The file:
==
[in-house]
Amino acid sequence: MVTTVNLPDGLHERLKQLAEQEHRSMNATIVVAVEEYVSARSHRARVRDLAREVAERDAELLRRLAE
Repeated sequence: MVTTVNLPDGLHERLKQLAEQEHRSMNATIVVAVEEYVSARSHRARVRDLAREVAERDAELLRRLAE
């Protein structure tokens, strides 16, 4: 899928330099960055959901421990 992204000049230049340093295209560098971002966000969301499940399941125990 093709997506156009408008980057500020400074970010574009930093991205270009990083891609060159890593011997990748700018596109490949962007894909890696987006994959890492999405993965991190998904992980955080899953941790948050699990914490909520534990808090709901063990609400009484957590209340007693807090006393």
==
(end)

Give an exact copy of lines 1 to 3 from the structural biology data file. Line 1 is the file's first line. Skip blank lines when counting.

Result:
[in-house]
Amino acid sequence: MVTTVNLPDGLHERLKQLAEQEHRSMNATIVVAVEEYVSARSHRARVRDLAREVAERDAELLRRLAE
Repeated sequence: MVTTVNLPDGLHERLKQLAEQEHRSMNATIVVAVEEYVSARSHRARVRDLAREVAERDAELLRRLAE